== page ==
Liability insurance policies give the insurance company exclusive control over the defense and settlement of claims by anyone against their insured (An "insured" person is one who bought an insurance policy).  Sometimes, lawsuits against insurance companies seek damages that exceed the limits of the person’s policy coverage.  In that situation, the insurance company runs into a conflict of interest between their duty to the insured, and their desire to limit the amount of money they pay out.   

Insurance Company’s Conflict Of Interest

When a person brings a lawsuit against an insurance company for damages over the limits of an insurance policy and there is an offer to settle the case at or just below the policy limits, a conflict of interest may arise for the insurance company.  The insurance company will seek to minimize their overall payout, and may reject the settlement offer and take their chances in court.  

Obviously, the person with insurance would prefer to just settle the matter and not be bothered by any further court proceedings.  The insured bought the policy with stated limits and expects to have that amount available to pay a settlement, especially one within the policy limits.  By the insurance company refusing to settle, the insured may be liable at trial for any amount over the policy limits.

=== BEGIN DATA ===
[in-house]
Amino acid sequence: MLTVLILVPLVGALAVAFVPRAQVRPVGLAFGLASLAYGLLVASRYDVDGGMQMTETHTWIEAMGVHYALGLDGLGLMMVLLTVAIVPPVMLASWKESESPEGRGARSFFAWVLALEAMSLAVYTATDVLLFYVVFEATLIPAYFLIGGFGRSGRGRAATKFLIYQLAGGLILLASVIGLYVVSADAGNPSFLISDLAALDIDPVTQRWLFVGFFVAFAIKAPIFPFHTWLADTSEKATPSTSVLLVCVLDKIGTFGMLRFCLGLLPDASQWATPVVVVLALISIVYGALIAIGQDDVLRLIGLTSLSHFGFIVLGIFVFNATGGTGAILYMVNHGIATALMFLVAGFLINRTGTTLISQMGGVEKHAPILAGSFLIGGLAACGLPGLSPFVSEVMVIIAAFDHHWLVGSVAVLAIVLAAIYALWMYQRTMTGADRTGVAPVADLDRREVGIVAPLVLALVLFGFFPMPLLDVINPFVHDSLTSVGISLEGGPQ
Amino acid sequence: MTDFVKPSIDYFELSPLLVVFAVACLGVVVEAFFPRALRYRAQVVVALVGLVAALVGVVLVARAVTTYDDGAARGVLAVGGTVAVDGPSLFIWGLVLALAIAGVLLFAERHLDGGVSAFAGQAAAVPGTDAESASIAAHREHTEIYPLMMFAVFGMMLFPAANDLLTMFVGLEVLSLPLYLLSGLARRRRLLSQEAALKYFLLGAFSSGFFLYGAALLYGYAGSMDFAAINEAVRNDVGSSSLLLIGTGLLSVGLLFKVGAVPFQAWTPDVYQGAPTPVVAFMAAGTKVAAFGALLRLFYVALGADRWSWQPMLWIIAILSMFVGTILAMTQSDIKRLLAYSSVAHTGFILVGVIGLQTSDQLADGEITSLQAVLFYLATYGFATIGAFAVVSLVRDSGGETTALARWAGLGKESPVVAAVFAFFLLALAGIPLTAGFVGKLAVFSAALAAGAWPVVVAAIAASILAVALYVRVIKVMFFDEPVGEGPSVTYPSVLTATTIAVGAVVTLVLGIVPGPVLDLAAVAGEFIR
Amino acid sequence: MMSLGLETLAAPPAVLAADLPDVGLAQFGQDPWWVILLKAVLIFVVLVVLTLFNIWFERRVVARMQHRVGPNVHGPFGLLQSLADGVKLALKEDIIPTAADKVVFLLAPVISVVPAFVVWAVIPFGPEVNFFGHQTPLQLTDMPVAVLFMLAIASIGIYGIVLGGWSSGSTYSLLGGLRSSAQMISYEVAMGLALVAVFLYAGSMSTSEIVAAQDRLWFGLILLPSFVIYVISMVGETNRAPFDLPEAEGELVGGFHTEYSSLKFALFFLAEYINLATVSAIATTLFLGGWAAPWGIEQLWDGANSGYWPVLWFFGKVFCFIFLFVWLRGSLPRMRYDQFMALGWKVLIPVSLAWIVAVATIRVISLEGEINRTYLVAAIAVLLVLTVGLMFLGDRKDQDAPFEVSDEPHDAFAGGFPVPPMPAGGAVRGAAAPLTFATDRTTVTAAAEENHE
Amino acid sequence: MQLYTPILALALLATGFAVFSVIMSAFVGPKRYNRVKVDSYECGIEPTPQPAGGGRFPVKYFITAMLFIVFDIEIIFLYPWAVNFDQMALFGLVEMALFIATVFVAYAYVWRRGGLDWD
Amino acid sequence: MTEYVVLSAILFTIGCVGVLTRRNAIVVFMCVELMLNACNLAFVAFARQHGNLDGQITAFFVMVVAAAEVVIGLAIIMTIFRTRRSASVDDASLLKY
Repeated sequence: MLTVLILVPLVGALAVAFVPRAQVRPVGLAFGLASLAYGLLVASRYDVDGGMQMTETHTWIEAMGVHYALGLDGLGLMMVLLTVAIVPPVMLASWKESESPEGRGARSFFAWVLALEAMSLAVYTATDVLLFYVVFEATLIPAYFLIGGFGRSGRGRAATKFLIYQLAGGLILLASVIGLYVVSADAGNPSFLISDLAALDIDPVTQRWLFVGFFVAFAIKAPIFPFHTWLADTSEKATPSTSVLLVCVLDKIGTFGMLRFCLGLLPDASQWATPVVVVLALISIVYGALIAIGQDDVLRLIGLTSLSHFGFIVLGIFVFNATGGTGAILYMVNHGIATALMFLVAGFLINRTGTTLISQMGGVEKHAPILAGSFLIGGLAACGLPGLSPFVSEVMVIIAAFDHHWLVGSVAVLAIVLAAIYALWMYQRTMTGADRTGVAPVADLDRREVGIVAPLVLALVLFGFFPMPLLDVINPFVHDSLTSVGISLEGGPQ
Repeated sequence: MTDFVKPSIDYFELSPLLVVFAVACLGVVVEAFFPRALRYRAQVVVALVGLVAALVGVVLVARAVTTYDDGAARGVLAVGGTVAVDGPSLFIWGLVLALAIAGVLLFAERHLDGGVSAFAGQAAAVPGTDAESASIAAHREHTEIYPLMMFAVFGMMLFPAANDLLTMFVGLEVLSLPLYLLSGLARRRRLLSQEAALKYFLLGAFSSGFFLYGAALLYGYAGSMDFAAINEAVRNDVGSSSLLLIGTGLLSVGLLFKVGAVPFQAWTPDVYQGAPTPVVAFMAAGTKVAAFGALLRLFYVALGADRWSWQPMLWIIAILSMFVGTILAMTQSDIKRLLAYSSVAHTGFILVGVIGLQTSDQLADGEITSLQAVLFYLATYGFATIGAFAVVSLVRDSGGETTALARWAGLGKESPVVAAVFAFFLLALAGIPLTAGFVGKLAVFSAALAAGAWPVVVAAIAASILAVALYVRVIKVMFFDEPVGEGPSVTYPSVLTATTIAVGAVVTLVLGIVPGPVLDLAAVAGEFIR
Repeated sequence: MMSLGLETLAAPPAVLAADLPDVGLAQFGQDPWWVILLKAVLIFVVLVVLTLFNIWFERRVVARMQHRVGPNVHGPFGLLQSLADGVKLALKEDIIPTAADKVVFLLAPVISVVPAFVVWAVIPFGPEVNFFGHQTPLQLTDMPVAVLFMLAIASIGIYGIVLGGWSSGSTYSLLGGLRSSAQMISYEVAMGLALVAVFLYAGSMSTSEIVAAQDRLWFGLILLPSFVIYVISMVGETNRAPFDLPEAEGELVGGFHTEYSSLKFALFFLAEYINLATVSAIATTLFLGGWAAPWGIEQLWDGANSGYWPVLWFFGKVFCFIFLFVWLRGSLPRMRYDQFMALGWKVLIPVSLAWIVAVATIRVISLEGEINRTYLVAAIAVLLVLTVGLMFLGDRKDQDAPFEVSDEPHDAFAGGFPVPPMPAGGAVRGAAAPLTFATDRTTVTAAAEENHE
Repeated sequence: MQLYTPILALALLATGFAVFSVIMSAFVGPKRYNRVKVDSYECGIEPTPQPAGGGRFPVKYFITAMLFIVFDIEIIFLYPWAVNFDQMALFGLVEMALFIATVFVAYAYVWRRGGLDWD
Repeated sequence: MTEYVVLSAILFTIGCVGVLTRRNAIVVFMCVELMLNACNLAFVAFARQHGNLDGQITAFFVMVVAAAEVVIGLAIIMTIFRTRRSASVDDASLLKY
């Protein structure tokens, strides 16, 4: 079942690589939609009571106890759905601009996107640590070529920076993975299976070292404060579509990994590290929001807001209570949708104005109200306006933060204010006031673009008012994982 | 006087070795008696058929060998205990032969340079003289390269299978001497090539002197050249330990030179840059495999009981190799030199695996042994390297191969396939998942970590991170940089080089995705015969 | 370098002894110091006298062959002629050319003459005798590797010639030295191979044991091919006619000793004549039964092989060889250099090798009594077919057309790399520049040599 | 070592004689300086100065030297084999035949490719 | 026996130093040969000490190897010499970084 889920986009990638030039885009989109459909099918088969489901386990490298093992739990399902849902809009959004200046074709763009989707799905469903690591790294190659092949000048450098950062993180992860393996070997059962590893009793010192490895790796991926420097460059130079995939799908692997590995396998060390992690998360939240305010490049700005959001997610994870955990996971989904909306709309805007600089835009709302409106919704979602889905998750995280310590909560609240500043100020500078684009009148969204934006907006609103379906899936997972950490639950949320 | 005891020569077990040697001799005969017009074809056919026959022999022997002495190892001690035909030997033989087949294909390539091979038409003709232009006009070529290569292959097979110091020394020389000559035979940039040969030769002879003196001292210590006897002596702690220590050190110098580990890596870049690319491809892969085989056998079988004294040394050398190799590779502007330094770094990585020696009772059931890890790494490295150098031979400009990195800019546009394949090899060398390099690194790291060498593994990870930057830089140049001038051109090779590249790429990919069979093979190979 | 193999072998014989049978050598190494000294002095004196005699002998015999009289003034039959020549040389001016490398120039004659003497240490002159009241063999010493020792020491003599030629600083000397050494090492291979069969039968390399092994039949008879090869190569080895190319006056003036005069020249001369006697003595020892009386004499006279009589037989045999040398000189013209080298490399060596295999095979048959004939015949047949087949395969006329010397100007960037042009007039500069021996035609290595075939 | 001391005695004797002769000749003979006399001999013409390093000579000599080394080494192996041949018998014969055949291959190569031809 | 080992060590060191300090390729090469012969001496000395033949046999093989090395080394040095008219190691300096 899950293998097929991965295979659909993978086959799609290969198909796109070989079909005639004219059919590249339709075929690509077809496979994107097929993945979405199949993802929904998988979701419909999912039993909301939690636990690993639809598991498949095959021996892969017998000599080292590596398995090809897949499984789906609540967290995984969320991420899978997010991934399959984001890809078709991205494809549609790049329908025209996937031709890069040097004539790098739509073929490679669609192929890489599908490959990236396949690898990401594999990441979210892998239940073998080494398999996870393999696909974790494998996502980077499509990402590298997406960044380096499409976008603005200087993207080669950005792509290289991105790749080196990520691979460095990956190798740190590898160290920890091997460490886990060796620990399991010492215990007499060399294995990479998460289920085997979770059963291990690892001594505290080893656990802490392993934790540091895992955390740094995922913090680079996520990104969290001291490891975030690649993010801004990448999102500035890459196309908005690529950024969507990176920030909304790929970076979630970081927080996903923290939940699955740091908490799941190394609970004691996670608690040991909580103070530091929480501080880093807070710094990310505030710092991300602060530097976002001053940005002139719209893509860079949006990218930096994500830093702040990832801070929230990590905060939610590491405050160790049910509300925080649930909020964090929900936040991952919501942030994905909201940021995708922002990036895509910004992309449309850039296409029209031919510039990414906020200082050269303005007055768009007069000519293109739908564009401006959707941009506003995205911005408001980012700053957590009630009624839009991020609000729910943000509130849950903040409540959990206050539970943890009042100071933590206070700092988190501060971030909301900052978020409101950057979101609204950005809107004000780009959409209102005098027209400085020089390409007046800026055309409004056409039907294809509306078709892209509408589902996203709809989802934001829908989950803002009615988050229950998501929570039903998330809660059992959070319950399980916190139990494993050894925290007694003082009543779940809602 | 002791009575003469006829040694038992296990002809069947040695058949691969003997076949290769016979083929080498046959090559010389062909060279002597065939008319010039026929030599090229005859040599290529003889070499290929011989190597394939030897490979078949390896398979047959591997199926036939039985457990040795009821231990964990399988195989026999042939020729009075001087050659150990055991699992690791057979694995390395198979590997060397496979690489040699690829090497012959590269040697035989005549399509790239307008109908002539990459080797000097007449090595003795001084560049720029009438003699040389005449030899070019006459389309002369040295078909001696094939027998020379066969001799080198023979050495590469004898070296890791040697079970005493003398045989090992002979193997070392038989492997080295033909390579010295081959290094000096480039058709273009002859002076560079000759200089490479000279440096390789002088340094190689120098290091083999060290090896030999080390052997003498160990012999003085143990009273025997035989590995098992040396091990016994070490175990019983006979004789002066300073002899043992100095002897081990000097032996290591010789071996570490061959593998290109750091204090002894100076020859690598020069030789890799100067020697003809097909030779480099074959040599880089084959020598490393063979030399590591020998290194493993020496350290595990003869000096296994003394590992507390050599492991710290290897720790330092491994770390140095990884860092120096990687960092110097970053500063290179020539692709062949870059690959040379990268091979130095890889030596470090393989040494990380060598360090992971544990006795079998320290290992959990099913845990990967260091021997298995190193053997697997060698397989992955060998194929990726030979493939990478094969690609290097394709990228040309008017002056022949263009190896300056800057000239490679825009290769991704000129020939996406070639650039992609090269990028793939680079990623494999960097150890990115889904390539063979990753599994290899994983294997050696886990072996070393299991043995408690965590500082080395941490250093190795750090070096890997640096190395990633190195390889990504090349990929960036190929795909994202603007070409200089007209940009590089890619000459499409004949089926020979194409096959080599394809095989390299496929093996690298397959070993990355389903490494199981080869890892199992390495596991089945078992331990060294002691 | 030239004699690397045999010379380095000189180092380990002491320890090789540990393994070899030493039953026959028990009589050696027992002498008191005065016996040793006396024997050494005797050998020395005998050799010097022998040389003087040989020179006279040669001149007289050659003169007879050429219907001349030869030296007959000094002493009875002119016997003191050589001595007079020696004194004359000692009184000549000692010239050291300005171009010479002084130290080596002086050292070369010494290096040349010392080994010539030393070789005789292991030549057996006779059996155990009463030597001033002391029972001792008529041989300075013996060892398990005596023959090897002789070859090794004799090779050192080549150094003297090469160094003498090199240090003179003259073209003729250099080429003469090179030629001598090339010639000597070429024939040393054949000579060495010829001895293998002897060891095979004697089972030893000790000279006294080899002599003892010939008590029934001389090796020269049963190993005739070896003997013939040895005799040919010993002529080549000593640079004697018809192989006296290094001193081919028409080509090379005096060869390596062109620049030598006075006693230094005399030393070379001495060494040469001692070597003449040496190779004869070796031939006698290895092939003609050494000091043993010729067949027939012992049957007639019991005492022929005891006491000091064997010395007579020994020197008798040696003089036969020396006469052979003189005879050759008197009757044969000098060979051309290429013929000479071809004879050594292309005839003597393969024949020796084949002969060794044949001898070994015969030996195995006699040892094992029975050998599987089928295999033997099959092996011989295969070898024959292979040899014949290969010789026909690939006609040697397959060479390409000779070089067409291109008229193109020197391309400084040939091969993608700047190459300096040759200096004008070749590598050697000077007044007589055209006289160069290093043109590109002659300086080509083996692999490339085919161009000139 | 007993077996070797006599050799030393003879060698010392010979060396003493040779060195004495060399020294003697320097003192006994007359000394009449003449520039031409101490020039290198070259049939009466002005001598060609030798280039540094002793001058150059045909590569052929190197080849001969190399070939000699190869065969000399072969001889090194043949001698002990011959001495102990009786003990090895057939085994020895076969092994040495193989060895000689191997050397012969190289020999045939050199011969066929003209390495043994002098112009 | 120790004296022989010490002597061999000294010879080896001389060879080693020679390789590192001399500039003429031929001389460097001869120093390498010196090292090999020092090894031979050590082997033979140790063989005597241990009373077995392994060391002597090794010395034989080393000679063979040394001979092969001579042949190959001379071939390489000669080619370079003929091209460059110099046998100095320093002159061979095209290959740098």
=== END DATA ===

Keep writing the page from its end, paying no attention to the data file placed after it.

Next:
Duty To Settle Within Insurance Policy Limits

When there is an offer to settle that is within the insurance policy limits, the insurance company has a duty of good faith to accept the offer if it is reasonable.  The duty of good faith also requires the insurance company to give equal consideration to both the company’s and the insured’s best interests.

Do I Need An Insurance Attorney?

If you feel that your insurance company has handled your claim in bad faith, an experienced financial attorney can help.  Additionally, an attorney can help if you feel your insurance company has cost you money or has not acted in your best interest.